In 1706 and 1707 Acts of Union joined the Kingdom of Scotland to the Kingdom of England. The two countries had in fact shared the same person as monarch since 1603, and there had been previous attempts to fully unite the two kingdoms. It was indebtedness that provided the final impulse: Scotland was virtually bankrupt, and its economic salvation lay in the Union. Adam Smith was safely at Balliol in Oxford when in 1745 the final Jacobite rebellion flared, and was then crushed. But the emergent Scottish Enlightenment of which he became a member had been firmly anti-Jacobite, and the Scottish intelligentsia of the later eighteenth century was broadly united in recognising that the Union had enabled the Scotland in which they lived to flourish.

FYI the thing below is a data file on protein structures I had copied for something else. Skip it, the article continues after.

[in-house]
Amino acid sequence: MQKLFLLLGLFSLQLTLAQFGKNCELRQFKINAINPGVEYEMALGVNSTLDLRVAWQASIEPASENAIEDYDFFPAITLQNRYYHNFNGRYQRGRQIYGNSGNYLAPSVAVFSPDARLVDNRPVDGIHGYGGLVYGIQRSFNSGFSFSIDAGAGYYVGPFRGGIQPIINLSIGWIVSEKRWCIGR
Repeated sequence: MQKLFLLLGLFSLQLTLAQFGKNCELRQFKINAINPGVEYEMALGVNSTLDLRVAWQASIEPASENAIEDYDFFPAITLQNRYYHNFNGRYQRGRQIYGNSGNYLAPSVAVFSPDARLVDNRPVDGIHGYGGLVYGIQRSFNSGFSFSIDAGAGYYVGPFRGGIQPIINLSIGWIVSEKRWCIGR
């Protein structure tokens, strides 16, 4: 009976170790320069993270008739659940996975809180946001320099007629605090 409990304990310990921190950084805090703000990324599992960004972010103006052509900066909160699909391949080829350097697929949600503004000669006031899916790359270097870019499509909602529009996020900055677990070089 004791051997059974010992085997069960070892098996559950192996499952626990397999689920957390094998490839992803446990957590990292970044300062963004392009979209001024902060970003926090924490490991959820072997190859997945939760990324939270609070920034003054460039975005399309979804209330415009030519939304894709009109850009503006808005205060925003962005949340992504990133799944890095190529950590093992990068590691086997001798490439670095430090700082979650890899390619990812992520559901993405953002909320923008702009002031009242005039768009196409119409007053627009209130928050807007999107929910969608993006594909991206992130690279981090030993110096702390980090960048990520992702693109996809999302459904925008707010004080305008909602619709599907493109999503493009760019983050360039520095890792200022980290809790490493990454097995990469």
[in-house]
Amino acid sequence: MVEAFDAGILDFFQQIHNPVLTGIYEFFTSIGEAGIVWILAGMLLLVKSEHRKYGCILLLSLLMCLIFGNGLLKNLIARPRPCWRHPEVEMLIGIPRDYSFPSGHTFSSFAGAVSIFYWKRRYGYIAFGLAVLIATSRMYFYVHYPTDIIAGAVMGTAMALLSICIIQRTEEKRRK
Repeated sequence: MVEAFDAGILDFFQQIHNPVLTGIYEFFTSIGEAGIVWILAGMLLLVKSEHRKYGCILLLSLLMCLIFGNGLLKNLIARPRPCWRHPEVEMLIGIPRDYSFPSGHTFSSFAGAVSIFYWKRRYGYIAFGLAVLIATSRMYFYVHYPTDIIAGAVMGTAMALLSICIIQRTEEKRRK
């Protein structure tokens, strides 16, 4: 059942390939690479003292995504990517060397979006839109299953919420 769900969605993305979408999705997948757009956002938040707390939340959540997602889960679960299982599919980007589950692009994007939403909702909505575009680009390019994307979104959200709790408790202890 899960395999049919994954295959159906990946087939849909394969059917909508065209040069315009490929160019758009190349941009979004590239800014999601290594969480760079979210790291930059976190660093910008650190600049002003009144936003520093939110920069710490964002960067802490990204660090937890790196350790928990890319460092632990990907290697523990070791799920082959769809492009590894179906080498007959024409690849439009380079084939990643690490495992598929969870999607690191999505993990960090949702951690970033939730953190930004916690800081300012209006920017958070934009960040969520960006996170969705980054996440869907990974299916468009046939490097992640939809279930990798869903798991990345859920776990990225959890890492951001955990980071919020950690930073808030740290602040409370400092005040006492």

German Unification has been rather similar; with the difference that the current German President and Chancellor were both born and grew up in the former GDR, a state eventually more bankrupt than Scotland had ever been. For most of the eighteenth century Britain’s monarchs were Hanoverian; its Prime Ministers were all English (not Scottish, Welsh or Irish). It would be hard to imagine an early eighteenth-century Britain ruled by a Scottish king and a Scottish Prime Minister. But that is where Germany is today.
German Unification was enormously costly for Germany – as I remarked in a previous post, winding up the economic restructuring alone cost the equivalent of half the contemporary British national debt. While the GDR was to all intents and purposes a foreign country by the 1980s, West Germany was committed to integration, and was prepared to pay its price. Twenty-five years later this has all but been forgotten – but in the context of the relationship of Greece to the EU and the euro, it bears remembering.